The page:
17 Feb – 21 Mar, 2020
15 Feb, 11h–15h
Kogan Amaro Gallery
Alameda Franca, 1054
Jardim Paulista, São Paulo, SP
In a letter written to his brother Theo, Vincent van Gogh explains that, to him, sounds were also displayed in color and certain tones, yellow and blue being two of them, reverberated across his senses like fireworks. A similar statement made by the post-impressionist genius to his then piano teacher got him expelled from their classes for good – the master claimed to be sure of the student’s insanity. Shizue Sakamoto’s creative realm also dances among sound (or lack of it) and a profound study of color. This bold fusion serves as a guideline for the exhibition “Color Score”, on display throughout this month at Galeria Kogan Amaro. The show celebrates the entering of the São Paulo creator into the group of artists represented by the gallery.
Shizue studied violin for some years, many of which were also inhabited by the fine arts. “Sometimes when I paint it’s like I’m playing the violin. It requires precise and firm but soft gestures just like the act of painting”, explains her. As well as in sound, Shizue sees colors as a way of seeking pure sensations and emotions. The heat reverberated from Vase with Twelve Sunflowers (1888), by Van Gogh, has triggered the creation of this exhibition. It was the thousands of hours Shizue spent gazing at the painting’s print that made her reach the precise color of the only one of her works which vibrates within the same hue of the master’s. From this, stemmed all seven subsequent canvas – at times made in shades of blue, at others in shades of pink as if immersed in sunrise – that complete the composition orchestrated by the artist in the São Paulo gallery.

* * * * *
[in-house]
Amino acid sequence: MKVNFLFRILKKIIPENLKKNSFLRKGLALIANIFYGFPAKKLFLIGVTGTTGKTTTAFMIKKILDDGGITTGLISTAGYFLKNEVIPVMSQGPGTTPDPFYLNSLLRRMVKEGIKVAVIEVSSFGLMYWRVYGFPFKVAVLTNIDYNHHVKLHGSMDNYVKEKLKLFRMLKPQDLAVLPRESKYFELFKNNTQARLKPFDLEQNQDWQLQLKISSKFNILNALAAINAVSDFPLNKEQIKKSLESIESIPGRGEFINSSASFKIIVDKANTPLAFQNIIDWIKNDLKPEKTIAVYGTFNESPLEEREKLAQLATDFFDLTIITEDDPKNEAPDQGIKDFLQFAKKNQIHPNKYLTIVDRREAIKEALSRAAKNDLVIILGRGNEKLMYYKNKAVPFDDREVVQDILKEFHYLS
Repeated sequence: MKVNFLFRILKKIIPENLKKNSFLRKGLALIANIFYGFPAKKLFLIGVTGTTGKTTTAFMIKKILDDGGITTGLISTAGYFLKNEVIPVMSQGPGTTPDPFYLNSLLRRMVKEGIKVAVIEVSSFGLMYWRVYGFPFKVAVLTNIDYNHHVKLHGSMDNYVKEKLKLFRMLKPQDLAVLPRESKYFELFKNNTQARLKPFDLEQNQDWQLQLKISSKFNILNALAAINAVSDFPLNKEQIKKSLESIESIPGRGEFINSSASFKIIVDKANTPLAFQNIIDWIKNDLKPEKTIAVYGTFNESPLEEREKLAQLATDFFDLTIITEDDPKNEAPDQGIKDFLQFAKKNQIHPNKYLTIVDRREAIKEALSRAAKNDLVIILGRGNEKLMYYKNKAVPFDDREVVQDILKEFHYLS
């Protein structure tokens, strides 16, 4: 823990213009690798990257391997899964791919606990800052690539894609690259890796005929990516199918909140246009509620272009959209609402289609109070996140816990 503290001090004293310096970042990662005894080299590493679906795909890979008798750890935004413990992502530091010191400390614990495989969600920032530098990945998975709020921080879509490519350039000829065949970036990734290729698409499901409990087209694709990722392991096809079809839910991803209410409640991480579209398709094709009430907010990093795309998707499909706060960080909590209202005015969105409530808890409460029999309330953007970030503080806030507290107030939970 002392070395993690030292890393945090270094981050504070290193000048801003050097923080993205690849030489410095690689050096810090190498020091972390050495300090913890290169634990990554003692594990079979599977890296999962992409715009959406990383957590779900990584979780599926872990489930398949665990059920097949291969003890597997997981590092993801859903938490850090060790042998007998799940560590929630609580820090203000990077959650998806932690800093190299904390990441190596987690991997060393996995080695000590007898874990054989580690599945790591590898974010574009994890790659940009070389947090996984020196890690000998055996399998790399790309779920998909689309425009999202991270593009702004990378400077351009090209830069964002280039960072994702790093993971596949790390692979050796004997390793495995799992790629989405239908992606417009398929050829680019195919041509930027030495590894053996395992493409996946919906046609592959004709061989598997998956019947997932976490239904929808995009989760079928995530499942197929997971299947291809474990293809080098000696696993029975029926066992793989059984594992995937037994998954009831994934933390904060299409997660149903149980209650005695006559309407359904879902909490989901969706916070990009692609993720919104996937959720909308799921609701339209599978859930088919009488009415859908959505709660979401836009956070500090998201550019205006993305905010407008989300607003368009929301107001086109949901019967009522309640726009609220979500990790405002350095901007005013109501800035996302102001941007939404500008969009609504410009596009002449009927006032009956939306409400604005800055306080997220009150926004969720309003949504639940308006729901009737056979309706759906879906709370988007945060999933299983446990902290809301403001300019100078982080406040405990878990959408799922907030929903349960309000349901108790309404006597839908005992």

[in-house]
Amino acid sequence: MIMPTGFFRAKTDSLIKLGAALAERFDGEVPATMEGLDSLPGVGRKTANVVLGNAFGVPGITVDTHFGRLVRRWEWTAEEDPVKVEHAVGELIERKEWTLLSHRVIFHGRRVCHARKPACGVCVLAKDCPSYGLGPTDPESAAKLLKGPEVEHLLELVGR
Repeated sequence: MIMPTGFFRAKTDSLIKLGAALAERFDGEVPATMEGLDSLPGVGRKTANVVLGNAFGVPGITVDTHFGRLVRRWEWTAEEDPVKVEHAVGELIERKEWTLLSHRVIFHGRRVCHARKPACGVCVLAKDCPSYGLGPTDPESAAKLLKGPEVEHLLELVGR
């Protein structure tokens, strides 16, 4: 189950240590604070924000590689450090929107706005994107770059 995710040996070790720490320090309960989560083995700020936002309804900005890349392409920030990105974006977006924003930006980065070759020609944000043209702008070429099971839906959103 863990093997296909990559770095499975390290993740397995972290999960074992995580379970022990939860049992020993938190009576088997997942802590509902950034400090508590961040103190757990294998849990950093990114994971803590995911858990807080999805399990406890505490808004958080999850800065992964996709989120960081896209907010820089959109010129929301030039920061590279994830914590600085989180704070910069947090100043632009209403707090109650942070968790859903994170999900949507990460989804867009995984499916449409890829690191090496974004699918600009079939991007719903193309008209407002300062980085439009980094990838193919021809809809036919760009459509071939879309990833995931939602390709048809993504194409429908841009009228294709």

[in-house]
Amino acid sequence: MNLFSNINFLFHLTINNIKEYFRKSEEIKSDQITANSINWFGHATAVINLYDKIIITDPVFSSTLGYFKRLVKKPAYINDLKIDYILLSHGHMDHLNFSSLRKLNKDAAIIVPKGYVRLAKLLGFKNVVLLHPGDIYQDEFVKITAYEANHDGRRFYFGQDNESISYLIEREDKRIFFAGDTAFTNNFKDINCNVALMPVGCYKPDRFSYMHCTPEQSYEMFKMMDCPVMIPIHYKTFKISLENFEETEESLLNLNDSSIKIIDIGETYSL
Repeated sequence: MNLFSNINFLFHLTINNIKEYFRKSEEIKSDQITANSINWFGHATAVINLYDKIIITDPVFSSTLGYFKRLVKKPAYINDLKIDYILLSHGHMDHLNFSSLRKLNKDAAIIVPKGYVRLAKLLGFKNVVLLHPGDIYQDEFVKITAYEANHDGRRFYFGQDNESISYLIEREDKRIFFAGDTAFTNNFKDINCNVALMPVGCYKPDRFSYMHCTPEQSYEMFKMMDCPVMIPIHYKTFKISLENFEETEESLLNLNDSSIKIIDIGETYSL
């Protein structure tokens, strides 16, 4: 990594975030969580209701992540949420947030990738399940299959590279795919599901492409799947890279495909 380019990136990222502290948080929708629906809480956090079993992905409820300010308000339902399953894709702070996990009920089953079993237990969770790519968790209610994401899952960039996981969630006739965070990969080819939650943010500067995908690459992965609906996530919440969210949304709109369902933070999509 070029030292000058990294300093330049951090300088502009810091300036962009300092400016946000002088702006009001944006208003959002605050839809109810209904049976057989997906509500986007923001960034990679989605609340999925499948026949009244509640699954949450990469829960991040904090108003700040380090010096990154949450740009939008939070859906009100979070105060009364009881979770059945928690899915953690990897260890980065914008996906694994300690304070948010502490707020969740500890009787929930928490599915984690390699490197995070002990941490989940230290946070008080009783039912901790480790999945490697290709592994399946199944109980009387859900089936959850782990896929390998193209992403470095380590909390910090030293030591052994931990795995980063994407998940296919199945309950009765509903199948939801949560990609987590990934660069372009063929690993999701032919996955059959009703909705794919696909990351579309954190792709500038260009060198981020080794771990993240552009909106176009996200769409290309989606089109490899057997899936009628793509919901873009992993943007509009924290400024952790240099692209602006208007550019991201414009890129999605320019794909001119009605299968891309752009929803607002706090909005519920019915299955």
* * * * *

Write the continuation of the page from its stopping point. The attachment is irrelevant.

Diligent student of color, she has perfected such skills through classes taken between 2012 and 2014 from artist Paulo Pasta. The refinement of her work made her go back to working on paper, a medium that provided her with more confidence to reach peculiar notes. Once on this new level, she was able to get back to canvas showing nuances never reached before. The portals of light she creates from brushstrokes transport us to pieces linked to the Light and Space Movement, a California group from the sixties comprised of people such as James Turrell and Doug Wheeler. Both of them allow for tripping through color tunnels that connect us to a spiritual universe of sensations. A harmony envisioned to visualize and define, once and for all, the colors to compose this score.
Ana Carolina Ralston